Further, Mañgusrî, a Bodhisattva Mahâsattva looks upon all laws (and things) as void; he -sees them duly established, remaining unaltered, as they are in reality, not liable to be disturbed, not to be moved backward, unchangeable, existing in the highest sense of the word (or in an absolute sense), having the nature of space, escaping explanation and expression by means of common speech, not born, composed and simple, aggregated and isolated, not expressible in words, independently established, manifesting themselves owing to a perversion of perception. In this way then, Mañgusrî, the Bodhisattva Mahâsattva constantly views all laws, and if he abides in this course, he remains in his own sphere. This, Mañgusrî, is the second proper sphere of a Bodhisattva Mahâsattva.
The law's ineffable. Hmmm...and then again...
Again, Mañgusrî, the Bodhisattva Mahâsattva who lives after the extinction of the Tathâgata at the end of time when the true law is in decay, the Bodhisattva Mahasattva who keeps this Sûtra is not envious, not false, not deceitful; he does not speak disparagingly of other adherents of the vehicle of Bodhisattvas, nor defame, nor humble them. He does not bring forward the shortcomings of other monks, nuns, male and female lay devotees, neither of the adherents of the vehicle of disciples nor of those of the vehicle of Pratyekabuddhas. He does not say: You young men of good family, you are far off from supreme, perfect enlightenment; you give proof of not having arrived at it; you are too fickle in your doings and not capable of acquiring true knowledge. He does not in this way bring forward the shortcomings of any adherent of the vehicle of the Bodhisattvas.
The text starts to fold in on itself, doesn't it?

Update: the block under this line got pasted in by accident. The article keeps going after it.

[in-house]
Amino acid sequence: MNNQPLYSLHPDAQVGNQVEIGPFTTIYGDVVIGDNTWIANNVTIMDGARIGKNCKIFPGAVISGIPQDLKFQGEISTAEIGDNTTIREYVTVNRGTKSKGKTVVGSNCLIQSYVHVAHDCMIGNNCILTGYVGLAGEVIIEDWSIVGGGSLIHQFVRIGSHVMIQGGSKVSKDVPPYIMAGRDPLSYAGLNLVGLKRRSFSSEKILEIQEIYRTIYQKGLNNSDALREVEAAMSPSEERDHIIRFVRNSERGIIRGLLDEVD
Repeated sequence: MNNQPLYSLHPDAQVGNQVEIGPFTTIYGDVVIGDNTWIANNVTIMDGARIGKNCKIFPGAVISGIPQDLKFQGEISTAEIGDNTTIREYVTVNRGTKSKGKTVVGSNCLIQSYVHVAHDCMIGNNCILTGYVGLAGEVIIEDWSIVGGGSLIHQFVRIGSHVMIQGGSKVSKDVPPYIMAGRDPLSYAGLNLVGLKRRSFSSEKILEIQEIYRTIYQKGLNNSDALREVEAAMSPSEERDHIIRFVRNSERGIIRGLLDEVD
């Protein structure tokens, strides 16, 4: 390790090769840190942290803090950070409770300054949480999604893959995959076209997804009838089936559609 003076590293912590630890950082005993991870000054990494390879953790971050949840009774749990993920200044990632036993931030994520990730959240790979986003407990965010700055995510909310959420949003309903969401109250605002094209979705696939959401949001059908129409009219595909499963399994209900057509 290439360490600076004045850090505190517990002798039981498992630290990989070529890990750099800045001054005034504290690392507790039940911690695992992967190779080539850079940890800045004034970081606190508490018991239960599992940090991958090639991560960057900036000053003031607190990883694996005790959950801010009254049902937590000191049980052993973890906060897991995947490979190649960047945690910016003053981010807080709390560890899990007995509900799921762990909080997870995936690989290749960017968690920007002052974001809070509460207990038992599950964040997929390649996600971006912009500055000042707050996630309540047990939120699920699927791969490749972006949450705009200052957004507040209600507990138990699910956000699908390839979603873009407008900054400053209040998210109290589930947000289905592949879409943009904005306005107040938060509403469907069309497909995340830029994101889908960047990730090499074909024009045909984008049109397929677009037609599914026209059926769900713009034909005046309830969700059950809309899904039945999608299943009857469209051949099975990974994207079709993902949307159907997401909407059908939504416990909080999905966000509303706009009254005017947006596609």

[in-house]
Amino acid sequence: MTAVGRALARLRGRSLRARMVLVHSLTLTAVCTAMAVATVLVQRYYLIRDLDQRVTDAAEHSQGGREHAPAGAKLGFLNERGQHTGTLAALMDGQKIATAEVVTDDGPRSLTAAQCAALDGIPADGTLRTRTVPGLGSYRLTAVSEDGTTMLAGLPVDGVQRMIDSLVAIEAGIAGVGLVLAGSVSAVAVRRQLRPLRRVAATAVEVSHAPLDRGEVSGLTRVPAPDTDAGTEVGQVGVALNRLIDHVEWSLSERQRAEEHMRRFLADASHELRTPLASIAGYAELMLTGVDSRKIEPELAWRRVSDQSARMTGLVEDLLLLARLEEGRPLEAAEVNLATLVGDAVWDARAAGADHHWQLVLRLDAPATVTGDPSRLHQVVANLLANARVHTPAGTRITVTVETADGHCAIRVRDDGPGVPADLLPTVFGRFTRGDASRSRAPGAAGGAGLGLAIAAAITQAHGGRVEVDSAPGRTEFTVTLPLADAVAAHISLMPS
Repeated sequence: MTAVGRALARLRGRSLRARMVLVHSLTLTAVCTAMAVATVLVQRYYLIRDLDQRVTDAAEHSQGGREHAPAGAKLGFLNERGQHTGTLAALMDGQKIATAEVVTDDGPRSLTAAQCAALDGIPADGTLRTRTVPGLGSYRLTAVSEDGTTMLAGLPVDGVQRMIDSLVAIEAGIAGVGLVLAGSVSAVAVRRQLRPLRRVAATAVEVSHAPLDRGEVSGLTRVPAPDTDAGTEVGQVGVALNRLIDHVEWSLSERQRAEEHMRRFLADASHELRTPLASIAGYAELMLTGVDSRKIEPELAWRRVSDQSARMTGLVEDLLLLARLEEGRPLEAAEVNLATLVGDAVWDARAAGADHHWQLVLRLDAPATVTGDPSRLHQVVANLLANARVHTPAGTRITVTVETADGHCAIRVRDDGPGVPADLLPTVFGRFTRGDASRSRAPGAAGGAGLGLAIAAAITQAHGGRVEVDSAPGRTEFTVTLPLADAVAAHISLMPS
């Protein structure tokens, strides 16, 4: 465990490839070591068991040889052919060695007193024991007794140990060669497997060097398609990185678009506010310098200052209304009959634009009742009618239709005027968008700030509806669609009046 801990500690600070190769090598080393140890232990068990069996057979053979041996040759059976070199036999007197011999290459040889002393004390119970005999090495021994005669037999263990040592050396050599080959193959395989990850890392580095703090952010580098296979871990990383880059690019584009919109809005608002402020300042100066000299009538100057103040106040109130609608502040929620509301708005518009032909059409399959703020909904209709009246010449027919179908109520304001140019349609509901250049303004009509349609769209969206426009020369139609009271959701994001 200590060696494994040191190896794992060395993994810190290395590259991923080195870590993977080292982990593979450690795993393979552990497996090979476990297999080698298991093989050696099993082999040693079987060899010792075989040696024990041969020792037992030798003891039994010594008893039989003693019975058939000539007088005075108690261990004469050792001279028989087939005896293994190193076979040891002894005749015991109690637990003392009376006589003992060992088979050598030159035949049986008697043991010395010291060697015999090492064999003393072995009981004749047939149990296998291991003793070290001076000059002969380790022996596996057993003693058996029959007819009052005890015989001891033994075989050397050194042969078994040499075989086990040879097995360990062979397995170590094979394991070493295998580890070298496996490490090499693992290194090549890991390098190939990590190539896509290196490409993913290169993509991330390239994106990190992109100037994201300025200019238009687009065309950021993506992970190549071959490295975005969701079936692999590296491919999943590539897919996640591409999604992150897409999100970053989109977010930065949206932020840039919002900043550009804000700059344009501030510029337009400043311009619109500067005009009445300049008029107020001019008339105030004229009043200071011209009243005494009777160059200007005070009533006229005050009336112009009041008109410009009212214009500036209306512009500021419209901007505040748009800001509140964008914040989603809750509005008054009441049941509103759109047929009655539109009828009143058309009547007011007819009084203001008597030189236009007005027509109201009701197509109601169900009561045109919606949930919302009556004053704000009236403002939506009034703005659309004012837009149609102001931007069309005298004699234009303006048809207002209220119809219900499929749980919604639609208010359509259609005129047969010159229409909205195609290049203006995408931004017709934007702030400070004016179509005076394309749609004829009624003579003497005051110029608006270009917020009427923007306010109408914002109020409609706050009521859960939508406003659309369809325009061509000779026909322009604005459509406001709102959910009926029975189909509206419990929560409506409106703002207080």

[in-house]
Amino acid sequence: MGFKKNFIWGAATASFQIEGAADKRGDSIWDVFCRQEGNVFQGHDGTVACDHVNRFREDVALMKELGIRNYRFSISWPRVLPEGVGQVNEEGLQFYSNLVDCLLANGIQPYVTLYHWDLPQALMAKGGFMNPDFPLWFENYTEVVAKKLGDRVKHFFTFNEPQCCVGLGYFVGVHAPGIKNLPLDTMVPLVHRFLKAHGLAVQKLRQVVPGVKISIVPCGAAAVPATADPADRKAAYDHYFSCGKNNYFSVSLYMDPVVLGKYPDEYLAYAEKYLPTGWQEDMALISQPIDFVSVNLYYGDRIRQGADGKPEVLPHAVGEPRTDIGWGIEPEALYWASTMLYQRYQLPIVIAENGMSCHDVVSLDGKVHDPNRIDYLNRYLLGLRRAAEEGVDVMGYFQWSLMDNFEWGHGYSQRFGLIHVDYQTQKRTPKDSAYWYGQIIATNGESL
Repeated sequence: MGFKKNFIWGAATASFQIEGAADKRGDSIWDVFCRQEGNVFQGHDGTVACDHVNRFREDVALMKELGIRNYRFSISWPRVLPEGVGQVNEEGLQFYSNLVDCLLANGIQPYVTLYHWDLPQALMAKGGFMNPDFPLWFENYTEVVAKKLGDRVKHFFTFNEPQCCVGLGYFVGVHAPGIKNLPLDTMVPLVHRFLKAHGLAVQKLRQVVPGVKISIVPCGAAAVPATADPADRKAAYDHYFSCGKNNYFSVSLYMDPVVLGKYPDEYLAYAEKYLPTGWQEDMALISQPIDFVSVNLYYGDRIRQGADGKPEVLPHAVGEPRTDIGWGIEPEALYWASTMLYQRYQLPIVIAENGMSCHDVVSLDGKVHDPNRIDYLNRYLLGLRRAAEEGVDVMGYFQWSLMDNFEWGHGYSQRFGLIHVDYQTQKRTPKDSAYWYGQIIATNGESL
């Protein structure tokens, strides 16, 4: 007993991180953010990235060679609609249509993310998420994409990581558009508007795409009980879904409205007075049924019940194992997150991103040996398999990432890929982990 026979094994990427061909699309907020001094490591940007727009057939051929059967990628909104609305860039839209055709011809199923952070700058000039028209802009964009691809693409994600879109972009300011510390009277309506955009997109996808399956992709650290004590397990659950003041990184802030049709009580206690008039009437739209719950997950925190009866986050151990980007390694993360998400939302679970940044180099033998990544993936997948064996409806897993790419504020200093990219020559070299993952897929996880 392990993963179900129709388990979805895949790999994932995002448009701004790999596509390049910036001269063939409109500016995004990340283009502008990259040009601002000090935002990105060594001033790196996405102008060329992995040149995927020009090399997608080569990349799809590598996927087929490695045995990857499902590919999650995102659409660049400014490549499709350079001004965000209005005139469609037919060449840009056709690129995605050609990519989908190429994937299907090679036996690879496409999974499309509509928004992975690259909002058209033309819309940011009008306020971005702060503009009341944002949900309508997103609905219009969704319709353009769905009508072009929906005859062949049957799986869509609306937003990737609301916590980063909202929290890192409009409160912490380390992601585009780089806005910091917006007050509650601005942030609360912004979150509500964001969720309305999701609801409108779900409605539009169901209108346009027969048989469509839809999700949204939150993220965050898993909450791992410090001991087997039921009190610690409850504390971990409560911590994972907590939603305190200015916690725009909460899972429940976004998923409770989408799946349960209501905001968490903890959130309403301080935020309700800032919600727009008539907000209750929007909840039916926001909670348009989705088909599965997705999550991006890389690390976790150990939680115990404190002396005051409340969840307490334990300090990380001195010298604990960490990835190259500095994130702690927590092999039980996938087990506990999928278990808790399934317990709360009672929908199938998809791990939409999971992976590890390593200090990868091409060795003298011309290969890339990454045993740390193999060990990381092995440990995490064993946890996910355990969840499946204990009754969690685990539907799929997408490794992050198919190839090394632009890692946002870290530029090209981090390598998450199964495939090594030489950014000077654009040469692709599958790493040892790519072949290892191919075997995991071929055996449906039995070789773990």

Seriously, to a great degree Chapters 12 & 13 stand in contrast to each other. One is trying to shill the legitimacy of the Lotus Sutra, but the other (more sensibly, I'd submit), after allowing for some class-separation with respect to religious, economic or sexual minorities (yeah, it's the 21st century) says that they should be disparaging of other Mahayana Buddhists.
And if you're thinking I (yes, layman) am just making this up, consider this:
Further, Mañgusrî, the Bodhisattva Mahâsattva, living at the time of destruction of the true law after the extinction of the Tathâgata, who is desirous of keeping this Dharmaparyâya, should live as far as possible away from laymen and friars, and lead a life of charity. He must feel affection for all beings who are striving for enlightenment and therefore make this reflection: To be sure, they are greatly perverted in mind, those beings who do not hear, nor perceive, nor understand the skilfulness and the mystery of the Tathâgata, who do not inquire for it, nor believe in it, nor even are willing to believe in it. Of course, these beings do not penetrate, nor understand this Dharmaparyâya. Nevertheless will I, who have attained this supreme, perfect knowledge, powerfully bend to it the mind of every one, whatever may be the position he occupies, and bring about that he accepts, understands, and arrives at full ripeness.
I love when things are considered self-referentially, and I do not think that's an anachronism. I think a self-referential reading was intended for this sutra.
Your mileage might vary.